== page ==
By Bhaskar Chakravorti
It is no secret that tech has had a long-standing diversity and inclusion problem. The homogeneity of the industry isn’t just a superficial issue — it’s arguably a root cause of many larger issues that plague tech. It has implications for justice and fairness; it also results in devastating flaws in the industry’s own products. Consider unjust facial recognition technologies that exacerbate discrimination against people of color or virtual reality headsets — designed primarily by and for men — that could cause women to feel nauseous. These are just two examples of products in an industry with an insufficient diversity of perspectives going into the product design. Now, amid building social pressure, the industry is pledging to take new steps to narrow its persistent diversity gap.
Tech companies have made similar promises before, but have had little success in following through. Consider the case of Google, which has been among the more transparent when it comes to its challenges. Its proportion of employees from underrepresented backgrounds barely budged over the period between 2014 and 2018. In the meantime, since 2016, it had cycled through three chief diversity officers. Google’s 2020 annual diversity report shows some improvement, but is still far from any semblance of balance: 5.5% of employees identify as Black or Black and any other race, and 6.6% identify as Latinx or Latinx and any other race, and 32.5% employees identify as women. Google is not atypical; its industry peers have similarly skewed statistics. Amazon and Apple show relatively higher proportions of Black and Latinx employees because of the greater representation of such communities in the retail and warehousing units of these companies.
But now, the pandemic and the changes it has brought about in how work gets done provide an unprecedented opportunity for a turning point. One roadblock on the path to closing the diversity gap is the extreme geographic concentration of tech companies, which limits the industry’s ability to connect with, recruit, and retain talent from a widely dispersed pool. Seventy-five percent of venture capital funding is concentrated in just three states — New York, California, and Massachusetts — and more than 90% of technology-intensive innovation-sector growth between 2005 and 2017 occurred in just five metro areas, of which four — New York, Boston, San Francisco, and San Jose — are in those three states.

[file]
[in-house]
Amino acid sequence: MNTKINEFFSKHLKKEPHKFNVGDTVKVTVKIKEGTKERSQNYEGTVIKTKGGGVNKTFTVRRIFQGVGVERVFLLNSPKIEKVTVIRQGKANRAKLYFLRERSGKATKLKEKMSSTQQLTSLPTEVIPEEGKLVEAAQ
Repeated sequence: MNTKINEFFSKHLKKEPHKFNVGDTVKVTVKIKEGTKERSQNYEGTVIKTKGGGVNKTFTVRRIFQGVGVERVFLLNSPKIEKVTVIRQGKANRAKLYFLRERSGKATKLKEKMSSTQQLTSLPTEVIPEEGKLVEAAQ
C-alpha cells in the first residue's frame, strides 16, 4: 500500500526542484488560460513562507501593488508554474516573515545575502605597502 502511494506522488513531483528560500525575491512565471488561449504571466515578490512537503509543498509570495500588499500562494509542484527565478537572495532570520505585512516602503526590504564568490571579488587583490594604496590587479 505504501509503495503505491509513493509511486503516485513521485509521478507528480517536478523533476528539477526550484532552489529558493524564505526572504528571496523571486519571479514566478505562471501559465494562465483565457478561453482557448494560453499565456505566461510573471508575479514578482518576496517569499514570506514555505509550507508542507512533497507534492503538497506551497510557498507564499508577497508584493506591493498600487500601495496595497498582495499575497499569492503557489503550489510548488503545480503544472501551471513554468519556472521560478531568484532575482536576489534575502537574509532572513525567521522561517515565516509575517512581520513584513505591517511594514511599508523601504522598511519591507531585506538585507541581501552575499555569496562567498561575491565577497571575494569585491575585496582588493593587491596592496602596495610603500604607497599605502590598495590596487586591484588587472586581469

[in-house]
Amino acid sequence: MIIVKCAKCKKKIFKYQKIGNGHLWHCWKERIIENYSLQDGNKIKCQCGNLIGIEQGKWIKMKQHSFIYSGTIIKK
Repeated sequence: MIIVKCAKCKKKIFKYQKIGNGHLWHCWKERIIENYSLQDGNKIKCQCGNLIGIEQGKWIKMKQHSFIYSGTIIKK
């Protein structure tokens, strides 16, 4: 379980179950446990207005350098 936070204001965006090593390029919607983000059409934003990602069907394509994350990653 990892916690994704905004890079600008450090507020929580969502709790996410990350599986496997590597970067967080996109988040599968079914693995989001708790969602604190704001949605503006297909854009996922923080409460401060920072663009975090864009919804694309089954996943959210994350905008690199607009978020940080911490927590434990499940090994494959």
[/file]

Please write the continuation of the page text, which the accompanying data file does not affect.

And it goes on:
Even if the tech companies go beyond these locations to hire talent, it is harder to convince recruits from a different part of the country — especially those from underrepresented communities — to move. Their social networks and support systems are elsewhere, and the concentration of tech workers drives up the cost of living in cluster locations, such as the Bay Area or Boston. Companies have been experiencing a difficult time convincing recruits to move to the Bay Area, for example, and two-thirds of current tech employees say they would leave the Bay Area if they could, according to a recent survey.
To truly make the industry more inclusive, tech companies need to let go of their geographic biases and change the way they recruit, organize teams and allow employees to work. As companies have moved to remote work during the pandemic — and possibly forever — tech companies ought to envision a recruitment and retention strategy targeted at talent from places far from the usual clusters. (If they’re already doing so, they should double down on this strategy.) Even if the work-from-home trend does not take off across the board, the current enthusiasm for it creates a window of opportunity to narrow the diversity gap by recruiting under-represented groups and retaining them.
Identifying the opportunities
To succeed where it has failed in the past, the tech industry needs a new approach to finding and retaining talent. We suggest it starts with meeting high-quality recruits where they are without being constrained by geography and identifying regions that also have suitable conditions to retain such talent.
As part of our research initiative, Imagining a Digital Economy for All (IDEA) 2030 (established in collaboration with the Mastercard Center for Inclusive Growth and support from the Mastercard Impact Fund), we developed two key measures: One is a “tech talent diversity” score which analyzes the proportion of underrepresented groups in the tech pipeline (using STEM or STEM-related degree holders as a proxy for the pipeline of talent relevant to the tech industry) and how it is distributed across the states in the U.S. The second measure is a “digital readiness” score for each state in the U.S., which captures key attributes such as the ease of working from home in the state, availability of public services online, and inclusive access to the internet. We mapped these scores against two critical socio-economic factors that contribute to attraction and retention: the cost of living and the proportion of the state’s workforce in the tech industry, thereby creating a sense of a supportive proximate professional network.
Originally posted on Harvard Business Review